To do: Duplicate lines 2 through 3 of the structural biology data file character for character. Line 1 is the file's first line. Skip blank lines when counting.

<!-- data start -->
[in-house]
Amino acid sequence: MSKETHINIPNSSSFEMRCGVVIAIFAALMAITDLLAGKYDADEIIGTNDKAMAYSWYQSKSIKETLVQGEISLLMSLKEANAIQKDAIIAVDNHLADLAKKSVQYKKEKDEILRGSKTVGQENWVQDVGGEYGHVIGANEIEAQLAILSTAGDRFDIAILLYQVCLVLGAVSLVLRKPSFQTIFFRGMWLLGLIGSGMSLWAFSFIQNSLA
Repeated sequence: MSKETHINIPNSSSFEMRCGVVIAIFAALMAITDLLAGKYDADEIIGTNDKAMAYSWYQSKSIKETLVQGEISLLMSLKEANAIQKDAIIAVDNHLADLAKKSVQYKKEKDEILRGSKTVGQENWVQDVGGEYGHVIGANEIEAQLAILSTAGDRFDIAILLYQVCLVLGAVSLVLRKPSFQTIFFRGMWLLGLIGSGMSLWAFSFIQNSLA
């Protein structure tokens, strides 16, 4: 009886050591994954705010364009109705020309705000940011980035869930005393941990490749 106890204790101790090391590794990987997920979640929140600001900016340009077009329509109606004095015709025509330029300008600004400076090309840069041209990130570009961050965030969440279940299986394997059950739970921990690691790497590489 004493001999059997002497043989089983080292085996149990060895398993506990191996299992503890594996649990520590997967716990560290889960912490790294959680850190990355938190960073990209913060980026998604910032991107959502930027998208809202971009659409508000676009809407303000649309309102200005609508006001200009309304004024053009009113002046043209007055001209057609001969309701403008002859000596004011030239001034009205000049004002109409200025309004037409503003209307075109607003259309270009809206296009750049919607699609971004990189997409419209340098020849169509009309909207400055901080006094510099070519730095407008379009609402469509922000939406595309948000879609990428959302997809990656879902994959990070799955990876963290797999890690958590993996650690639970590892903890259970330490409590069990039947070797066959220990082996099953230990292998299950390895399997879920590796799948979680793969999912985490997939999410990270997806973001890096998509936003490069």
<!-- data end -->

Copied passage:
Amino acid sequence: MSKETHINIPNSSSFEMRCGVVIAIFAALMAITDLLAGKYDADEIIGTNDKAMAYSWYQSKSIKETLVQGEISLLMSLKEANAIQKDAIIAVDNHLADLAKKSVQYKKEKDEILRGSKTVGQENWVQDVGGEYGHVIGANEIEAQLAILSTAGDRFDIAILLYQVCLVLGAVSLVLRKPSFQTIFFRGMWLLGLIGSGMSLWAFSFIQNSLA
Repeated sequence: MSKETHINIPNSSSFEMRCGVVIAIFAALMAITDLLAGKYDADEIIGTNDKAMAYSWYQSKSIKETLVQGEISLLMSLKEANAIQKDAIIAVDNHLADLAKKSVQYKKEKDEILRGSKTVGQENWVQDVGGEYGHVIGANEIEAQLAILSTAGDRFDIAILLYQVCLVLGAVSLVLRKPSFQTIFFRGMWLLGLIGSGMSLWAFSFIQNSLA